These commercials were created between 92′ and 93′. This was before Photoshop and After Effects well at least just before most of it. And long before most small market TV stations would start going a digital route. Back then we used a Chyron Max and a massive video switching board. Just like the one in “Star Wars” used to blow up planets!
Video was all shot on 3/4 inch U-Matic tape which had the unbelievable 270 lines of resolution. I edited manually with tape machines using A B Roll editing techniques.
One of the main reason I’m sharing these commercials is that even now I’m still proud of what I was doing back then. We had nearly $0 budget and if we were lucky 2 or 3 days to write, approve, shoot, edit, approve again and get these spots on the air. It taught me a lot about being fast, organized and ready for anything.
I approached every commercial as if we were an ad agency. I wanted the client happy and wanting to come back and spend more money on spots and air time. Airtime is what we really sold. So the happier you made the client the more airtime they would buy.
West Frankfort Furniture dealers
I built the dolly system for these shots too. With a pair of roller skates 2x4s and some PVC pipe. I think they are still getting use out if today or so I’ve heard…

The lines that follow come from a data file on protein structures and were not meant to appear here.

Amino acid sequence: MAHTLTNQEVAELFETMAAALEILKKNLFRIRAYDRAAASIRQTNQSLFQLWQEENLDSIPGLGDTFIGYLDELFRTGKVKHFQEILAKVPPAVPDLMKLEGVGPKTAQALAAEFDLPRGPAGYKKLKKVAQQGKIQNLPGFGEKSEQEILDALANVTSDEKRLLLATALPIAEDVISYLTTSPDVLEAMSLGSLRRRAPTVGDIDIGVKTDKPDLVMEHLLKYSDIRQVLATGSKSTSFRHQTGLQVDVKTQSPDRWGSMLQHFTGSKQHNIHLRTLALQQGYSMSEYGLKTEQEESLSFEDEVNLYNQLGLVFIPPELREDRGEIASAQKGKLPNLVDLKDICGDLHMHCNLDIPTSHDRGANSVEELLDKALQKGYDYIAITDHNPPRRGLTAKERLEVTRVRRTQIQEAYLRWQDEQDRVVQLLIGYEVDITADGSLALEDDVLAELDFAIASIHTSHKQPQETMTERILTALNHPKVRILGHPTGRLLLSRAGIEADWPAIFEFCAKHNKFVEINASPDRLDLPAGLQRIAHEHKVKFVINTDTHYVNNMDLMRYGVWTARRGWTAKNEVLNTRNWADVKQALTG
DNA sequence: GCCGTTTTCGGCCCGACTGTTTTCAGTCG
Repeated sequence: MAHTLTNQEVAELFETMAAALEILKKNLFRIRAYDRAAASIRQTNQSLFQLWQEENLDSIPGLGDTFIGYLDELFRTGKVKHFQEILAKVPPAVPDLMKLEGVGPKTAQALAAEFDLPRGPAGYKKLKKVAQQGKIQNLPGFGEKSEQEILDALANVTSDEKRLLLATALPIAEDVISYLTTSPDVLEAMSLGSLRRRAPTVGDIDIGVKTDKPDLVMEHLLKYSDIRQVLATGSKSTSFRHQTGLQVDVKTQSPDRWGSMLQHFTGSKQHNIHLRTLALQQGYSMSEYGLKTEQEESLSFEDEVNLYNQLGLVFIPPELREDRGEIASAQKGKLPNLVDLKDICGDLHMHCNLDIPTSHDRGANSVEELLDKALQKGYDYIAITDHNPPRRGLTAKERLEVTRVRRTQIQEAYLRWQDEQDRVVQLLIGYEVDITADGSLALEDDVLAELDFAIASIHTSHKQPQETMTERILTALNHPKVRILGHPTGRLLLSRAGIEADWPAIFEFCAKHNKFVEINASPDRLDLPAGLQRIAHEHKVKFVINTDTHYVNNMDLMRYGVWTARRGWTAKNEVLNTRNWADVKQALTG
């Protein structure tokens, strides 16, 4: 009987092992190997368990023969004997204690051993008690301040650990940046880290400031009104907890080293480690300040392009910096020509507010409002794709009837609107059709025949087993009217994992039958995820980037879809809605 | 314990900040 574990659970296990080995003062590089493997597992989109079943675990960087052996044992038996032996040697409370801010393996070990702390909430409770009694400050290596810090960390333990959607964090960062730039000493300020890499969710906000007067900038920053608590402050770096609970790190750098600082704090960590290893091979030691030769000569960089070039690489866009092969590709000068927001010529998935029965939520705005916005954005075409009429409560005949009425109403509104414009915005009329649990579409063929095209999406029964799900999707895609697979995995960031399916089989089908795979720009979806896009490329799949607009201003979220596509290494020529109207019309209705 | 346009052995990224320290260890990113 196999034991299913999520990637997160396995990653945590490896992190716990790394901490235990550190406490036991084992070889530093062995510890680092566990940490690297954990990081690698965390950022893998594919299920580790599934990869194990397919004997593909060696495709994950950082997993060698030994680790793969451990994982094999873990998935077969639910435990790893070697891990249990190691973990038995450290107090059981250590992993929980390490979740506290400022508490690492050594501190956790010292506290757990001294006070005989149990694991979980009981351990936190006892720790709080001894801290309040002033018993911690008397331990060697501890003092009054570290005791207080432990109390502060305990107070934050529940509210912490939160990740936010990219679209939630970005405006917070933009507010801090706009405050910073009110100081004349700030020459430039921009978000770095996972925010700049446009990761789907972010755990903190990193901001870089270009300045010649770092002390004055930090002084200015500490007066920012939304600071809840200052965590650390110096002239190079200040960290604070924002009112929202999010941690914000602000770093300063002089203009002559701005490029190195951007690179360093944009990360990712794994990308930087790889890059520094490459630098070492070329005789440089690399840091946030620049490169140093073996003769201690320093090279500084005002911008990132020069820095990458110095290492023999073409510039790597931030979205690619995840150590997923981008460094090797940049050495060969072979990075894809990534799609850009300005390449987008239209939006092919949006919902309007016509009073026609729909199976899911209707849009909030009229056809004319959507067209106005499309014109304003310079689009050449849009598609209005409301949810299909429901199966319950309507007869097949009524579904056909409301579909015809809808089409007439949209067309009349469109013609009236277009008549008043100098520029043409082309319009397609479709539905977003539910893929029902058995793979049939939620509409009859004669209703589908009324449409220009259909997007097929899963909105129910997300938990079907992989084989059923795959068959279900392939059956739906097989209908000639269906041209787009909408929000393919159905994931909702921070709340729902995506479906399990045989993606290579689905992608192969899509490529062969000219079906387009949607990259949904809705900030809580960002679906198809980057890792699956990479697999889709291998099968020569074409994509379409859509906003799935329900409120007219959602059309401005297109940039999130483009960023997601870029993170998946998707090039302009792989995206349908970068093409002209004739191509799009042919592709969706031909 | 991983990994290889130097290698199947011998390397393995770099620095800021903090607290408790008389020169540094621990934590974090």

Eastgate Shopping Center
I ended up doing a series of three of these the client liked it so much they wanted to promote the rest of their shopping center. Talk about a one man band in the shot with the models that’s me and yes I was pushing the camera along with my leg to get the dolly shot. The end audio has always bugged me. The Voice Over Artist didn’t follow my script. I wrote “double naught spy” but he said “ot” He never heard of the “Beverley Hillbillys”…
This commercial is known as a “Donut”. It had a hole in the middle so we could put new video in for the special of the moment. In the long run they were less expensive to produce. In this case it was just the intro and outro of the video, which I spent the most time on. The hole in the middle was just stills we would take with a film camera. We’d take about 15 or 20 photos of cars and they would give us a price list.